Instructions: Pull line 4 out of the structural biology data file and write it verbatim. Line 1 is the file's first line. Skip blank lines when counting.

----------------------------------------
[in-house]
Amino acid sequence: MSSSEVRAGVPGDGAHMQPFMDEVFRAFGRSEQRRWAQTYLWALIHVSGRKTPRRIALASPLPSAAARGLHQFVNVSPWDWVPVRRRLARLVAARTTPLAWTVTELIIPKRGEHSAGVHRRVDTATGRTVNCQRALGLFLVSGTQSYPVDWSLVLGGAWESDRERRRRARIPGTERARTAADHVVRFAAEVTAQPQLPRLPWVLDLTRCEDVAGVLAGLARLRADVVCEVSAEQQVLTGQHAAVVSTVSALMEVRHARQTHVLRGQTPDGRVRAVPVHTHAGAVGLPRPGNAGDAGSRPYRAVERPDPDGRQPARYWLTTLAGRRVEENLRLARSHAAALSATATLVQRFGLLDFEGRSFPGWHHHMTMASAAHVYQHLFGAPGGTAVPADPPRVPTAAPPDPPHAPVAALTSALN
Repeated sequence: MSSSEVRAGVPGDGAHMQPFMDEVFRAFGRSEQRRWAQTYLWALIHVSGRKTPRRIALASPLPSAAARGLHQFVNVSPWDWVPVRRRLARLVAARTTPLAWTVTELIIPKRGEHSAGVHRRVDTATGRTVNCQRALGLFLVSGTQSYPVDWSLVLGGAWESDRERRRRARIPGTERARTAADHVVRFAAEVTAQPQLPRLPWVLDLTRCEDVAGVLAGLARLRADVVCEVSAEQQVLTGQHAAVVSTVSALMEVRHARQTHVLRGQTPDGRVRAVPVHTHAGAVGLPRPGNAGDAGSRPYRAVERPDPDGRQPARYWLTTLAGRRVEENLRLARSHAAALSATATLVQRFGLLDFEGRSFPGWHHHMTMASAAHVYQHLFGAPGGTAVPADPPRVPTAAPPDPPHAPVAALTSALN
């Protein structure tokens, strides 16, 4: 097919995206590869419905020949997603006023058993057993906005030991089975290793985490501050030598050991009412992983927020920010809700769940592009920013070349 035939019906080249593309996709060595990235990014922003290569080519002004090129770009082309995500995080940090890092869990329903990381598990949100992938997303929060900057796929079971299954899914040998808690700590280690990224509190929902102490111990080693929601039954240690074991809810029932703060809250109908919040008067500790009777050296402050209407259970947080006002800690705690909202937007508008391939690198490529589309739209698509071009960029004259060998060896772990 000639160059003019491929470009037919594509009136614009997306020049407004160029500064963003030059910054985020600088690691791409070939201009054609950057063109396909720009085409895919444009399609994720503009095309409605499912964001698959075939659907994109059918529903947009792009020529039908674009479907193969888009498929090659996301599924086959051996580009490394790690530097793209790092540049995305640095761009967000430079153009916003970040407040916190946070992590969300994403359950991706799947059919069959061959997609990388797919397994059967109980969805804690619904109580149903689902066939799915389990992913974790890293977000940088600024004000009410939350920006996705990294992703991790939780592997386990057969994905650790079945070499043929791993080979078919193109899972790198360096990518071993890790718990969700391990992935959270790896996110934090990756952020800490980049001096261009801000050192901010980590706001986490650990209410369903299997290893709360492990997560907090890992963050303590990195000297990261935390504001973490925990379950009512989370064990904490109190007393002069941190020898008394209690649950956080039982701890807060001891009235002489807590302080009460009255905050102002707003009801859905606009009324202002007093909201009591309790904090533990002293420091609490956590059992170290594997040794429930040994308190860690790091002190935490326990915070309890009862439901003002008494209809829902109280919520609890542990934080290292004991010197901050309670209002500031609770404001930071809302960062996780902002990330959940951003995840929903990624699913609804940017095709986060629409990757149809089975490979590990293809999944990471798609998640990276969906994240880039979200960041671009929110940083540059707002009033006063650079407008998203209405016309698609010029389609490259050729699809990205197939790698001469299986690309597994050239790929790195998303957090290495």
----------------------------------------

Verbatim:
């Protein structure tokens, strides 16, 4: 097919995206590869419905020949997603006023058993057993906005030991089975290793985490501050030598050991009412992983927020920010809700769940592009920013070349 035939019906080249593309996709060595990235990014922003290569080519002004090129770009082309995500995080940090890092869990329903990381598990949100992938997303929060900057796929079971299954899914040998808690700590280690990224509190929902102490111990080693929601039954240690074991809810029932703060809250109908919040008067500790009777050296402050209407259970947080006002800690705690909202937007508008391939690198490529589309739209698509071009960029004259060998060896772990 000639160059003019491929470009037919594509009136614009997306020049407004160029500064963003030059910054985020600088690691791409070939201009054609950057063109396909720009085409895919444009399609994720503009095309409605499912964001698959075939659907994109059918529903947009792009020529039908674009479907193969888009498929090659996301599924086959051996580009490394790690530097793209790092540049995305640095761009967000430079153009916003970040407040916190946070992590969300994403359950991706799947059919069959061959997609990388797919397994059967109980969805804690619904109580149903689902066939799915389990992913974790890293977000940088600024004000009410939350920006996705990294992703991790939780592997386990057969994905650790079945070499043929791993080979078919193109899972790198360096990518071993890790718990969700391990992935959270790896996110934090990756952020800490980049001096261009801000050192901010980590706001986490650990209410369903299997290893709360492990997560907090890992963050303590990195000297990261935390504001973490925990379950009512989370064990904490109190007393002069941190020898008394209690649950956080039982701890807060001891009235002489807590302080009460009255905050102002707003009801859905606009009324202002007093909201009591309790904090533990002293420091609490956590059992170290594997040794429930040994308190860690790091002190935490326990915070309890009862439901003002008494209809829902109280919520609890542990934080290292004991010197901050309670209002500031609770404001930071809302960062996780902002990330959940951003995840929903990624699913609804940017095709986060629409990757149809089975490979590990293809999944990471798609998640990276969906994240880039979200960041671009929110940083540059707002009033006063650079407008998203209405016309698609010029389609490259050729699809990205197939790698001469299986690309597994050239790929790195998303957090290495």